Welcome to the first issue of my new series! At the end of each month, I aim to write a round up of the some of the month's news from the Laravel and web development community.
This month, we have a new Laravel documentary trailer, some cool new products and packages and 6 new releases of Laravel.
If you have any ideas of particular news you'd like me to cover in the future issues, make sure to let me know!
Laravel Origins: The Documentary
The trailer for an exciting new documentary called "Laravel Origins: The Documentary" was released this month. The documentary is set to be launched on 2nd March and will be all about the history of Laravel and how it got started.
Personally, I'm looking forward to watching this documentary when it's released. For the past 4 years of my life, building websites and web apps with Laravel has been my primary source of income. So, I think it'll be really inspiring to hear how the framework went from just an idea in someone's head into a framework that's used by thousands of develpers around the world.
If you haven't already seen the trailer, you can check it out here:
"Saloon" PHP Package
As it's described in the GitHub repo, Saloon is "a PHP package that helps you write beautiful API integrations. It introduces a standardised, fluent syntax to communicate with third party services and has out of the box support for Laravel".
It provides an object oriented approach that you can use for building requests to APIs. To understand it a bit more, let's take a look at the basic example in the documentation:
1use App\Http\Saloon\Requests\GetForgeServerRequest;23$request = new GetForgeServerRequest(serverId: '123456');45$response = $request->send();6$data = $response->json();
As you can see, it allows you to bundle your requests into objects. In my own personal projects, I try and use an approach similar to this because I find it manageable and testable. So, it's really cool seeing a package like this that will be feature-rich and tested. It's definitely something that I will be using in my future projects.
The service aims to take away the stress of handling the distribution of your apps, so that you can focus on your code and building awesome new features for your users. It has plug & play support for Electron, PHP (Composer), Python (PyPI), and NodeJS (NPM).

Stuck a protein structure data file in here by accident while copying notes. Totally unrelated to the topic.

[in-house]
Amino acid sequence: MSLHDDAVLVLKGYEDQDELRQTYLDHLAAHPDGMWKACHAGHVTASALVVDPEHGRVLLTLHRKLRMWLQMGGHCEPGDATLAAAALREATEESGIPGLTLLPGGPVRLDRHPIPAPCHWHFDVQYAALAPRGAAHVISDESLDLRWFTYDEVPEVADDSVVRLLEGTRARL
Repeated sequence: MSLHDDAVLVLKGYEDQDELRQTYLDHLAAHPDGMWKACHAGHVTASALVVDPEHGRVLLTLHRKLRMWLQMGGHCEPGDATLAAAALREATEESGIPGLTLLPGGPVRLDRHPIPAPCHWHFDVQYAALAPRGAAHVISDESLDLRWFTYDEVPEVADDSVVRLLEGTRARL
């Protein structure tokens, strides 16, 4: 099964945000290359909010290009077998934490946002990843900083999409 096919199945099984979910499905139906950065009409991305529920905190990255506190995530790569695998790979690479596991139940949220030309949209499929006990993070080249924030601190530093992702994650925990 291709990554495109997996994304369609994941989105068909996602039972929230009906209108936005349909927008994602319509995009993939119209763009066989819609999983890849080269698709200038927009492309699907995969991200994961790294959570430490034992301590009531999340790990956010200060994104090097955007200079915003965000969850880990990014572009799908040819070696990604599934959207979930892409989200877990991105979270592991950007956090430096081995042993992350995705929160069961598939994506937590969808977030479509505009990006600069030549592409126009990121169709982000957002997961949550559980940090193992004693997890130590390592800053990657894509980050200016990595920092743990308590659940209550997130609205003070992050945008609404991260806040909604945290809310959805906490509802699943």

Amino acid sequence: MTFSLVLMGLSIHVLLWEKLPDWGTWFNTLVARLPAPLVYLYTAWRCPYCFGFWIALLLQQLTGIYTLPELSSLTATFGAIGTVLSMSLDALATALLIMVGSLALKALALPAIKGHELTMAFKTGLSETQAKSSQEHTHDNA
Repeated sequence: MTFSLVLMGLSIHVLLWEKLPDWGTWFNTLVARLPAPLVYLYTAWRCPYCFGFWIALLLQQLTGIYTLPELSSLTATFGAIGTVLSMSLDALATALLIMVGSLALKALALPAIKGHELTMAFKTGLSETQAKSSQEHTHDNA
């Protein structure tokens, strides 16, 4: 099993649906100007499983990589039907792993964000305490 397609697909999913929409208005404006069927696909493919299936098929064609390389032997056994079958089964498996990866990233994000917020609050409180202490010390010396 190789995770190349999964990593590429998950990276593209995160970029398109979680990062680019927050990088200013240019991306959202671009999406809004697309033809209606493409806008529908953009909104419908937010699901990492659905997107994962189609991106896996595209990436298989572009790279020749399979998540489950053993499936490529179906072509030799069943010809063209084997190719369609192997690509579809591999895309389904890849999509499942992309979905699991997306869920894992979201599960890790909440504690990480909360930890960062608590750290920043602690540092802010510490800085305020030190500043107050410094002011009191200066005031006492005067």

At the moment, I don't have any paid products, so I don't have a need for this service. But, if I create a paid product or PHP package in the future, I'll definitely be using this. So, if you're thinking of releasing any new software this year, I'd recommend checking out Unlock and seeing if it's right for you.
"Showcode Desktop" App Launched
Steve is actively adding new features to Showcode and, it appears that everytime I look at the site, there's a new cool feature that's been added.
At the time of writing this post, you can download Showcode Desktop for $19.99. That will get you updates for a year, offline and unlimited tabs & templates. However, judging from how many new features have been added recently, I'd expect there to be even more new additions to the desktop app to be added regularly.
If you're interested in downloading Showcode Desktop, you can purchase it and download it here from Unlock (yes, the Unlock we were just discussing above).
"Peppermint v0.2" Tagged
Peppermint is an open-source, self-hosted ticket management/help desk solution built with Next JS. The project is still in it's early stages, but the latest version has some new improvements, such as:
- Support for personal and ticket-related file uploads.
- Markdown support for ticket creation.
- Improved ticket detailing.
- A UI/UX overhaul using Tailwind
- Personal notebooks
- Full mobile responsiveness
It looks like Jack also has plenty of new features lined up to add soon. So, make you sure to head over to the Peppermint GitHub repo and drop a star to show your support!